Proper dilution of cefuroxime also is essential (1 mg/0.1 mL), to avoid an intracameral injection containing as much as 100 times the recommended dose. TASS and permanent visual loss have been reported after dosing errors.2-4
1 Mamalis N. “TASS associated with intracameral antibiotic injection,” May 8, 2013. www.ascrs.org/Press-Releases; accessed Sept. 27, 2013.
2 Olavi P. Acta Ophthalmologica. 2012;90(2):e153-154.
3 Qureshi F, Clark D. J Cataract Refract Surg. 2011;37(6):1168-1169.
4 Delyfer MN et al. J Cataract Refract Surg. 2011;37(2):271-278.
Alternatives to Cefuroxime
Vancomycin: Effective against MRSA. “A frequently overlooked human pharmacokinetics study from Liverpool4 demonstrated surprisingly high and prolonged aqueous levels of vancomycin following intracameral injection at the conclusion of cataract surgery,” Dr. Chang said. “I have used intracameral vancomycin for more than 12 years. At the conclusion of surgery, I inject 0.1 mL [1 mg] of diluted vancomycin that is mixed by the nursing staff in the OR on the morning of surgery.”
What about fears that using a last-ditch antibiotic in this way might increase bacterial resistance in exposed ocular bacteria? “Because such a tiny dose of vancomycin is injected into a sterile and isolated ocular compartment, I believe that the theoretical risk of inducing drug resistance should be tiny,” Dr. Chang said. “The Liverpool study provides good evidence that effectively high aqueous levels are sustained well beyond 24 hours with this dosage, and vancomycin does cover” methicillin-resistant Staphylococcus aureus (MRSA).
(click to expand)
Moxifloxacin: Logical and easy. Topical moxifloxacin (Vigamox 0.5 percent), which is widely used in the United States to treat infections of the ocular surface, has characteristics that make it attractive to surgeons who are leery of compounded cefuroxime but convinced that injecting an antibiotic into the chamber is beneficial, Dr. Epstein said.
“Since we have a [formulation of] moxifloxacin that is nonpreserved, this is the path of least resistance,” he said. (See “Prevent Toxic Errors.”)
At least one study has reported that moxifloxacin, a broad-spectrum, fourth-generation fluoroquinolone, is well tolerated in the anterior segment.5 Moreover, surgeons can trust that an unopened bottle of Vigamox will be both sterile and properly formulated, Dr. Epstein said.
The process of sourcing and handling the medication in the OR is not difficult, he added. “I order that the patient be given preoperative Vigamox on the table, just prior to surgery. That way they have their own, brand-new, sterile bottle that’s been ordered for them. The scrub nurse withdraws some in a sterile manner prior to eye-drop administration.”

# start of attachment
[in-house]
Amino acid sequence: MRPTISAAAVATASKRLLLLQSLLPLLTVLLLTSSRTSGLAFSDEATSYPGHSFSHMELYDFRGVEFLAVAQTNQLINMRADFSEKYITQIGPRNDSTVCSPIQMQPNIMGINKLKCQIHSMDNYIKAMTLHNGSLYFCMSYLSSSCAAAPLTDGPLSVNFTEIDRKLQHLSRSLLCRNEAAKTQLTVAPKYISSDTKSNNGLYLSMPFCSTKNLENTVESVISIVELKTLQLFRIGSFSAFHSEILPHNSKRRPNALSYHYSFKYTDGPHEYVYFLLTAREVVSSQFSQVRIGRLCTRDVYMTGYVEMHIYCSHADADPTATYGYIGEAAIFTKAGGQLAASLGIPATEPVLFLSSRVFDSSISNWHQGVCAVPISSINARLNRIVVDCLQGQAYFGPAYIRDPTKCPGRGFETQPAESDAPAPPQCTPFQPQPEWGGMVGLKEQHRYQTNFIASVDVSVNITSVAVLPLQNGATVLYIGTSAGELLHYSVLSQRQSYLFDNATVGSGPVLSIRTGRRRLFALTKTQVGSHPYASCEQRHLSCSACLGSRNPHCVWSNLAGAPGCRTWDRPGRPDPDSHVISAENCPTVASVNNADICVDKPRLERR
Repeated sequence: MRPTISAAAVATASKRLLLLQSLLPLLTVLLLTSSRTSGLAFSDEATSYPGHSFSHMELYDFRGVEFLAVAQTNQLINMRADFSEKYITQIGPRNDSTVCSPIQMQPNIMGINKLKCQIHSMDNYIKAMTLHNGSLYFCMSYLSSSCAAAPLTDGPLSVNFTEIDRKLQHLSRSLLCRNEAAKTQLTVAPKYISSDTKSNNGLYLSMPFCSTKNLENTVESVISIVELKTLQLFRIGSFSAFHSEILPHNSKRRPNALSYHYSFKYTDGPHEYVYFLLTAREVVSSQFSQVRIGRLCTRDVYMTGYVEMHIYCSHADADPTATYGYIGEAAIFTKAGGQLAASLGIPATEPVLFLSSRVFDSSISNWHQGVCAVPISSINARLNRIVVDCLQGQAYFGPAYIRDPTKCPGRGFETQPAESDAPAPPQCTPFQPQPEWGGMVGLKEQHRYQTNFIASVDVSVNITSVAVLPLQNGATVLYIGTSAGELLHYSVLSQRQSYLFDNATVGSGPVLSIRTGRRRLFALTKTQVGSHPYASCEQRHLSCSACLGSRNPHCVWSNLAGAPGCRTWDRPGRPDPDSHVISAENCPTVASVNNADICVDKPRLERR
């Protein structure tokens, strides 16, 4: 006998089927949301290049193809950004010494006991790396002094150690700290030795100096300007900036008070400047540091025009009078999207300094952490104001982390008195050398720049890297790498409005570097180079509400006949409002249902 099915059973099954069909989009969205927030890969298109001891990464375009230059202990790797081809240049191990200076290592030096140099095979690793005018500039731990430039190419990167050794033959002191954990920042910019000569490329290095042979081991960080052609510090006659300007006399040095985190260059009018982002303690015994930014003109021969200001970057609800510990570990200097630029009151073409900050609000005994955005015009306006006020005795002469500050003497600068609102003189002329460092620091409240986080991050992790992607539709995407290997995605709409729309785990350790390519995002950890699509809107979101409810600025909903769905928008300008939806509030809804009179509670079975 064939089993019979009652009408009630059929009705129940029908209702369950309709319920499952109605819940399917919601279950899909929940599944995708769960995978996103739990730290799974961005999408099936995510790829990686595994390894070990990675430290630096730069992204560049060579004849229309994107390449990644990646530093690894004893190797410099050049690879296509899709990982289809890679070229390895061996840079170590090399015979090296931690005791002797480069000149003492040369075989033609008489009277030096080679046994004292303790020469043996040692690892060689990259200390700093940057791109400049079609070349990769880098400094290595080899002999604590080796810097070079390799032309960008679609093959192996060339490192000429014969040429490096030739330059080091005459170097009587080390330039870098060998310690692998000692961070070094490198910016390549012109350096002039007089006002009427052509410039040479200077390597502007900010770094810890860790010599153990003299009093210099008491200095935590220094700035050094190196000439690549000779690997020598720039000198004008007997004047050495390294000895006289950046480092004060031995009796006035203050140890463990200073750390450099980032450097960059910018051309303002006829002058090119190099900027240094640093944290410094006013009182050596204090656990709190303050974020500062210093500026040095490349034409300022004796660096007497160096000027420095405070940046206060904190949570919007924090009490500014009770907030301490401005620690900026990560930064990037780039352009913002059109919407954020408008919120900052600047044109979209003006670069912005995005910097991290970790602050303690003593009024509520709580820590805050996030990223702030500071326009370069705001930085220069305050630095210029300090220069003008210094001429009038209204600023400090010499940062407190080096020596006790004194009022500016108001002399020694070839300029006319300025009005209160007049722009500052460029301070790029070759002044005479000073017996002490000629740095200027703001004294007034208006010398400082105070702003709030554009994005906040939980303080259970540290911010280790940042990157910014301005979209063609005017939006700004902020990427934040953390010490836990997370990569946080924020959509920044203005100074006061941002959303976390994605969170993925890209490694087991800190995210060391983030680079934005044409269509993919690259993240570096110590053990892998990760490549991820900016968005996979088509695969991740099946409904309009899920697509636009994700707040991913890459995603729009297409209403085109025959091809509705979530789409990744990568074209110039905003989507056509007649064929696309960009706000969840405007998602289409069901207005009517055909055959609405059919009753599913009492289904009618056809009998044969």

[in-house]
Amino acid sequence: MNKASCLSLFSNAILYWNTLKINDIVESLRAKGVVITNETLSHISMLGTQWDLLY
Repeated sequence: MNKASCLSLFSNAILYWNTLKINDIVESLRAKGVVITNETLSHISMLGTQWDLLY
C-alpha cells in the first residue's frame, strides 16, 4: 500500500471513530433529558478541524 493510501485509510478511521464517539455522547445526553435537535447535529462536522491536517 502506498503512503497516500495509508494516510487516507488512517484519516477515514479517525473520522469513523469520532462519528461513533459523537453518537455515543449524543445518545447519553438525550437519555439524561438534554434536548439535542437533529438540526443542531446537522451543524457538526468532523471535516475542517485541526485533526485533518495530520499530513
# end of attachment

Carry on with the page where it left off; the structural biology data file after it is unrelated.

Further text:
If the center where he will be operating balks at paying for the drug, Dr. Epstein writes a prescription for it preoperatively and instructs the patient to bring the unopened bottle to the OR on the day of surgery. “The nurses open that bottle in a sterile manner, and the scrub nurse withdraws 0.2 cc from the bottle into a syringe, using sterile technique. The eyedrops are administered preoperatively. Then, at the end of the case, I administer 0.05 cc intracamerally from the sterile syringe.” The patient is given the rest of the bottle to take home.
More than 4,000 eyes after he began this routine, Dr. Epstein has this verdict: So far, so good. “I’ve never had a patient who has received intracameral moxifloxacin develop endophthalmitis thus far.”
For a video on injection protocol, see this month's home page.
1 Shorstein NH et al. J Cataract Refract Surg. 2013;39(1):8-14.
2 Endophthalmitis Study Group, European Society of Cataract and Refractive Surgeons. J Cataract Refract Surg. 2007;33(6):978-988.
3 Gower EW et al. Cochrane Database Syst Rev. 2013 July 15;7:CD00634.
4 Murphy CC et al. Br J Ophthalmol. 2007;91:1350-1353.
5 Lane SS et al. J Cataract Refract Surg. 2008;34(9):1451-1459.
David F. Chang, MD, practices in Los Altos, Calif., and is a clinical professor of ophthalmology at the University of California, San Francisco. He reports no related financial interests.
Randy J. Epstein, MD, is professor of ophthalmology at Rush University Medical Center in Chicago and CEO of Chicago Cornea Consultants. He is a consultant for Alcon.
Neal H. Shorstein, MD, practices in Walnut Creek, Calif., with Kaiser Permanente. He also serves as the associate chief of quality for Kaiser Permanente’s Northern California Diablo Service Area. He reports no related financial interests.